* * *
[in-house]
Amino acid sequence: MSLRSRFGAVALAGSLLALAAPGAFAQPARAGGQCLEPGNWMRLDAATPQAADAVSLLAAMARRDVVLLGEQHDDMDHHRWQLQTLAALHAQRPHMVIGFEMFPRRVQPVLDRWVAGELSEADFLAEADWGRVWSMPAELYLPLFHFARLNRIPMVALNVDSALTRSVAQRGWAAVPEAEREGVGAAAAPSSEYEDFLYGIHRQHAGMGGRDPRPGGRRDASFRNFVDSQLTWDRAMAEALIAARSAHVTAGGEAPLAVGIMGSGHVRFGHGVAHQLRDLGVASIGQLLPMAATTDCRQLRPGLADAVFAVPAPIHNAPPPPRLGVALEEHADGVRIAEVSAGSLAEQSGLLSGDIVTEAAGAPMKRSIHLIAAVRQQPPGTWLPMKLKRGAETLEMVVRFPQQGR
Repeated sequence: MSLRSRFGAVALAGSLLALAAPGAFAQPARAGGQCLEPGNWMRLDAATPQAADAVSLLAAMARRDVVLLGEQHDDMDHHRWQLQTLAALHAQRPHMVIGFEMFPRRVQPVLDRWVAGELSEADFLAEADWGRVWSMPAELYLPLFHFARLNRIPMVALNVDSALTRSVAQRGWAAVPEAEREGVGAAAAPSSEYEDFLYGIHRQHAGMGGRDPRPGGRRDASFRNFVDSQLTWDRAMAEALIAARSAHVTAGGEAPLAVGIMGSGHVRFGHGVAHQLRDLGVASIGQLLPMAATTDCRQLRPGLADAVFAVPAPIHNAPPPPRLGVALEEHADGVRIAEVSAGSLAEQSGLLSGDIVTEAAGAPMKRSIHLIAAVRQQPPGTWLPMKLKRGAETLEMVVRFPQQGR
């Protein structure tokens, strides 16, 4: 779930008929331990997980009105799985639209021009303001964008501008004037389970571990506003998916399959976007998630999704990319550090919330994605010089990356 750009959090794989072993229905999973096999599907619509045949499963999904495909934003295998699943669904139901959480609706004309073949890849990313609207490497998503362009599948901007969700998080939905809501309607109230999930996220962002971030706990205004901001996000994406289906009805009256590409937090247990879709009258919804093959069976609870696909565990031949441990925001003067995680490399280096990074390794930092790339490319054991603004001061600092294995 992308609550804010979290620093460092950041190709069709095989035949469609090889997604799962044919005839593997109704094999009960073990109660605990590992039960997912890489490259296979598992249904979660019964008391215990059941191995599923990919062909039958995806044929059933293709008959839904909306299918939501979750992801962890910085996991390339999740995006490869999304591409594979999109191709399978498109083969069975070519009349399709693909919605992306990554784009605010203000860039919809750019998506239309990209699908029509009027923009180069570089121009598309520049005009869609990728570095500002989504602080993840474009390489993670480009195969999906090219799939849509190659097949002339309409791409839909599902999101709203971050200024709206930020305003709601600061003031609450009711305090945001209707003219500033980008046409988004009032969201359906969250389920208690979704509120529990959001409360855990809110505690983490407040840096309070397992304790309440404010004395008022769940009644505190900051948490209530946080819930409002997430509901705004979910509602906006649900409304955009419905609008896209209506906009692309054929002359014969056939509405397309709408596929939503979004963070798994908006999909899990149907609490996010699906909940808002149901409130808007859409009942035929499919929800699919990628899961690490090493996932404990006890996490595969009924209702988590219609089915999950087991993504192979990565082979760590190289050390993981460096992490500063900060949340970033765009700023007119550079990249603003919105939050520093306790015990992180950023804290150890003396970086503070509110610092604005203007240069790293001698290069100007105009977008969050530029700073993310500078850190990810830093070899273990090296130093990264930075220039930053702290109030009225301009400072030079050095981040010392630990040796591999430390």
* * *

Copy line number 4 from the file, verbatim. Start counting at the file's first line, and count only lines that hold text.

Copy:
């Protein structure tokens, strides 16, 4: 779930008929331990997980009105799985639209021009303001964008501008004037389970571990506003998916399959976007998630999704990319550090919330994605010089990356 750009959090794989072993229905999973096999599907619509045949499963999904495909934003295998699943669904139901959480609706004309073949890849990313609207490497998503362009599948901007969700998080939905809501309607109230999930996220962002971030706990205004901001996000994406289906009805009256590409937090247990879709009258919804093959069976609870696909565990031949441990925001003067995680490399280096990074390794930092790339490319054991603004001061600092294995 992308609550804010979290620093460092950041190709069709095989035949469609090889997604799962044919005839593997109704094999009960073990109660605990590992039960997912890489490259296979598992249904979660019964008391215990059941191995599923990919062909039958995806044929059933293709008959839904909306299918939501979750992801962890910085996991390339999740995006490869999304591409594979999109191709399978498109083969069975070519009349399709693909919605992306990554784009605010203000860039919809750019998506239309990209699908029509009027923009180069570089121009598309520049005009869609990728570095500002989504602080993840474009390489993670480009195969999906090219799939849509190659097949002339309409791409839909599902999101709203971050200024709206930020305003709601600061003031609450009711305090945001209707003219500033980008046409988004009032969201359906969250389920208690979704509120529990959001409360855990809110505690983490407040840096309070397992304790309440404010004395008022769940009644505190900051948490209530946080819930409002997430509901705004979910509602906006649900409304955009419905609008896209209506906009692309054929002359014969056939509405397309709408596929939503979004963070798994908006999909899990149907609490996010699906909940808002149901409130808007859409009942035929499919929800699919990628899961690490090493996932404990006890996490595969009924209702988590219609089915999950087991993504192979990565082979760590190289050390993981460096992490500063900060949340970033765009700023007119550079990249603003919105939050520093306790015990992180950023804290150890003396970086503070509110610092604005203007240069790293001698290069100007105009977008969050530029700073993310500078850190990810830093070899273990090296130093990264930075220039930053702290109030009225301009400072030079050095981040010392630990040796591999430390």